During our survey, the local Tibetan pronunciations, parts used, collection period and preparation methods plants were recorded. Because local Tibetan pronunciations differ from the formal Tibetan pronunciation of Xizang Autonomous Region, and the names of some species were even pronounced the same as in Mandarin Chinese, we recorded the names phonetically exactly as they were spoken to us. Most Tibetans in Diqing Prefecture, especially the official workers, students and traders can speak basic Mandarin, therefore our interviews were in Mandarin and did not use interpreters.

Specimens were examined and identified by the authors and other taxonomists and will be deposited in the Herbarium of the Minzu University of China (Beijing).

Results and discussion

Wild food plant diversity and frequently utilized species

The study area is floristically rich and has a large number of useful WEP species. The 168 species documented include angiosperms (153 spp.), gymnosperms (4), pteridophytes (4), algae (2) and lichens (5) (Table 2), of which 41.1% are endemic to China and 11.9% endemic to northwestern Yunnan Province. Details of utilization are given in Table 3 (plants mentioned only by one informant are not documented in this list). The average number of species mentioned per informant is around ca. 8 species. Plants belonging to 62 families and 116 genera are distributed into different life forms, with herbs (43.5%) and shrubs (26.8%) having the most species, similar to a survey conducted in Yunnan Province [17] and another in Hunan Province [21]. The majority of food plants belong to the Rosaceae (34 species), Liliaceae (9), Brassicaceae (9), Araliaceae (6) and Berberidaceae (6). The genera represented by the highest number of species are Rubus (8 species), followed by Maianthemum (6), Berberis (4), Cornus (4), Lindera (4) and Pyrus (4).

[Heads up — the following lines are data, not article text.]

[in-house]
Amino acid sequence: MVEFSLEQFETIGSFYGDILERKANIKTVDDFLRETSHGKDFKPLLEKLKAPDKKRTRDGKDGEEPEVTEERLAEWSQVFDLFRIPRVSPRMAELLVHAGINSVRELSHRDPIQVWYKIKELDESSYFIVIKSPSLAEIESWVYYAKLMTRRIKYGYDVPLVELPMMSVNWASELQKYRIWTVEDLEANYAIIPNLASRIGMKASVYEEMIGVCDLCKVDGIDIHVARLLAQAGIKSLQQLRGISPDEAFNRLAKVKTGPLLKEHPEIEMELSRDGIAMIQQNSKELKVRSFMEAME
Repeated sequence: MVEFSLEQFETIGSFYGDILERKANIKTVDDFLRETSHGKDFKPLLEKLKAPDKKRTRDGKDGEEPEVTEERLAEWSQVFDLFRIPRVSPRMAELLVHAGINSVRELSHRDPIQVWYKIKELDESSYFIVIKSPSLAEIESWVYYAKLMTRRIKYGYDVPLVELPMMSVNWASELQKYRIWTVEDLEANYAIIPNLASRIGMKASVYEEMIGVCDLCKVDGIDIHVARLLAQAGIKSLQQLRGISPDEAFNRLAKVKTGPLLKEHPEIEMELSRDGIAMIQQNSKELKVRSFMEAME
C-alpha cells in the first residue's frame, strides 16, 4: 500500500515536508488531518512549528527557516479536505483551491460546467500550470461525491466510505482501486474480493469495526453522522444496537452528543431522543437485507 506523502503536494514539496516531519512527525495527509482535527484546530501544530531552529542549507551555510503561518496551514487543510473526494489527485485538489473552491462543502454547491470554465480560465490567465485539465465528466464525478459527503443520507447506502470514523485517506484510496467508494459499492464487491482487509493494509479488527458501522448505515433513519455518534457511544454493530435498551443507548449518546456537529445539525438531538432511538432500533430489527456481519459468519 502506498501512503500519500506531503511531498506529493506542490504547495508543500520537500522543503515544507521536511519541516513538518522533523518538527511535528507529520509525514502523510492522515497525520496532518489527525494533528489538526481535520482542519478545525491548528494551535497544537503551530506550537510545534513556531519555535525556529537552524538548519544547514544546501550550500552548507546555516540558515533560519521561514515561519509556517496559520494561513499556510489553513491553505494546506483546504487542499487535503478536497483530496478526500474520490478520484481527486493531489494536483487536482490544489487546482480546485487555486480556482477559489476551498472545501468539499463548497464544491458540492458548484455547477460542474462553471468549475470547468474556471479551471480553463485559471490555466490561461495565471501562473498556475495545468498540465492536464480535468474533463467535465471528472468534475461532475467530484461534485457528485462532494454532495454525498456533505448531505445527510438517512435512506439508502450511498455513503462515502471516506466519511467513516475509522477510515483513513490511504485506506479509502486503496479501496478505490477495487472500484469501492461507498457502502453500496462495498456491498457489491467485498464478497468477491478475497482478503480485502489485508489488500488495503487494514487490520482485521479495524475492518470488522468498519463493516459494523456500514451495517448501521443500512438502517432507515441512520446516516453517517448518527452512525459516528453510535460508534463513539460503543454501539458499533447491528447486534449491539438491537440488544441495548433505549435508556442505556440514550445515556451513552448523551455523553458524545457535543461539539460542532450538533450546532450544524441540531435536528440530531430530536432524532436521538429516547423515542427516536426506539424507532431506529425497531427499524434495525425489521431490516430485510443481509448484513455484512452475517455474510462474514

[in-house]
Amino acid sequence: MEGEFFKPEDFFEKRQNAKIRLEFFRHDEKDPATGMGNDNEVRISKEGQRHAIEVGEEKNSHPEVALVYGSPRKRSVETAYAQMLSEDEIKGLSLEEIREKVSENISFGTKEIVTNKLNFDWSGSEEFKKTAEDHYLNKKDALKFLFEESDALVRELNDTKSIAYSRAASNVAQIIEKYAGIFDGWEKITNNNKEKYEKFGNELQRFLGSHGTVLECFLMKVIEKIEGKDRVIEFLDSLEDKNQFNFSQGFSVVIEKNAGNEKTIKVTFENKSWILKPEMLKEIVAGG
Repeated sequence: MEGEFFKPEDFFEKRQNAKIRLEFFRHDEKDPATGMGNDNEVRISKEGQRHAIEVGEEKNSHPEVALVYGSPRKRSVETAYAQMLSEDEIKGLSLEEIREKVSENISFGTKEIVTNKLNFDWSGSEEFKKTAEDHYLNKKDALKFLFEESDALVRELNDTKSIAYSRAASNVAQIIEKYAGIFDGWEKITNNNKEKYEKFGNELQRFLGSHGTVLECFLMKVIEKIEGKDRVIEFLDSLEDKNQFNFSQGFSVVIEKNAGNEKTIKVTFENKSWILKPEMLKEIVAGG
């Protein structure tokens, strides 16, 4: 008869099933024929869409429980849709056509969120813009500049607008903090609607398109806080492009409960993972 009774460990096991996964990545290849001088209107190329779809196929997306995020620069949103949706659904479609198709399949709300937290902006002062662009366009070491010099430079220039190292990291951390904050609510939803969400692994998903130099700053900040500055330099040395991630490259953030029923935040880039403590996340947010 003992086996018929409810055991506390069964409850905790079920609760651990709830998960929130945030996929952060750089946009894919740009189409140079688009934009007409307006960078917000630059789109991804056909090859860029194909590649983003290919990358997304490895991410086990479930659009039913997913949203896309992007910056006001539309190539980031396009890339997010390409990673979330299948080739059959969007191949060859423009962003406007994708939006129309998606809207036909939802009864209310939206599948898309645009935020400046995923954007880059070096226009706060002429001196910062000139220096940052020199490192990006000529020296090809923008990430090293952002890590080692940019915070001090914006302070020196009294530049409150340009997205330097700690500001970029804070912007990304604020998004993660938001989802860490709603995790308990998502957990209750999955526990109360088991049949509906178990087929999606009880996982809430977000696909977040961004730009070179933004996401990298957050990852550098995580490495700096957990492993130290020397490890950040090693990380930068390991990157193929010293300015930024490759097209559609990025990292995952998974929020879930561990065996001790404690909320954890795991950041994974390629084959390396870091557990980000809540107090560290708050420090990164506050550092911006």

Table 2 Taxonomic distribution of wild edible plants used by Tibetans in Shangri-la region, Yunnan Province, China
Table 3 Wild edible plants used by the Tibetans in Shangri-la region, Yunnan Province, China